Packaging boxes are sometimes fitted with internal partitions to allow packaging of items side by side with lateral support and separation between adjacent items. Partitions may take the form of a vertical panel, such a rectangle of corrugated cardboard, placed between adjacent items. More elaborate partitions may take the form of a “collar,” such as a strip of corrugated cardboard folded to form a shape that partially or completely surrounds the items.

It is an object of packaging boxes to protect the packaged items during storage and shipping. A packaging box may be placed in virtually any orientation, particularly when handled during shipping. If the packaged items are heavy, items packaged side by side can slide and damage adjacent items if not separated by partitions that can support and hold the adjacent items when the packaging box is oriented such that the partitions support the items against gravity and shock loads.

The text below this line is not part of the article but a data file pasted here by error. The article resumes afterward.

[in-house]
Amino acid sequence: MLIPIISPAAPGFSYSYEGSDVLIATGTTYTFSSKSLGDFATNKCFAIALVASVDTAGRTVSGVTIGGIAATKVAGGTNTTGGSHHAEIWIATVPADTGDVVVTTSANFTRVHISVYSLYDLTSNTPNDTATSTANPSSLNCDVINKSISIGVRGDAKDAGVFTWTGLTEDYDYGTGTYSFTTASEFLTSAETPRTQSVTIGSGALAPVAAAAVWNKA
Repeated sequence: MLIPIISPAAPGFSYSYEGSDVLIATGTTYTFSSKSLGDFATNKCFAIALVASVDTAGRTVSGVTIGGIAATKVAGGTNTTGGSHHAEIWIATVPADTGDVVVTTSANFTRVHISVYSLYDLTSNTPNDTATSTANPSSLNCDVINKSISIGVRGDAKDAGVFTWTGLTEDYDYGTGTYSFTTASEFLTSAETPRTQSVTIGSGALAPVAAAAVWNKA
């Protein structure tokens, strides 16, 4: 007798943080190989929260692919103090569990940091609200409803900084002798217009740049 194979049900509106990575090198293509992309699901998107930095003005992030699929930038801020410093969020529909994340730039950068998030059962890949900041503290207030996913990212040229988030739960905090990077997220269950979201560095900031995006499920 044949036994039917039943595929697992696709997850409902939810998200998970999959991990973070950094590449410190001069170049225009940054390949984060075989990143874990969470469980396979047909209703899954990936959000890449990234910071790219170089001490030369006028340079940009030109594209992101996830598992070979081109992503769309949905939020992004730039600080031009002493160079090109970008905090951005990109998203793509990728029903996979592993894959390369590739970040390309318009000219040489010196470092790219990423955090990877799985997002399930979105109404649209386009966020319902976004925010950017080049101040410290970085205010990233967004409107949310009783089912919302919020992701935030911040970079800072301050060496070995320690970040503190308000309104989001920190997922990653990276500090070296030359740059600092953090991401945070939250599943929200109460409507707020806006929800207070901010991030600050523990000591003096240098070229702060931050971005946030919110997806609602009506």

As an example, asphalt composition roofing ridge covers that are shipped in a folded configuration that allows the ridge covers to be installed with minimal bending are a heavy item that can be damaged if adjacent ridges slide together while packaged. An exemplary ridge cover of this type is described in U.S. Pat. No. 6,182,400 which is incorporated herein by reference. The ridge covers may be advantageously packaged by placing several adjacent stacks of ridge covers into a packaging box with the stacks separated and supported by partitions. The ridge covers are somewhat heavy. A single stack of ridge covers may weigh about 15 pounds. The packaged ridge covers are typically delivered to a rooftop. As the packaged ridge covers are transported to the rooftop, they may be handled roughly and put into virtually any possible orientation. The ridge covers are particularly susceptible to damage from lateral shifting because it will tend to further fold the covers and cause cracking along the centerline fold, which forms the ridgeline of the ridge cover.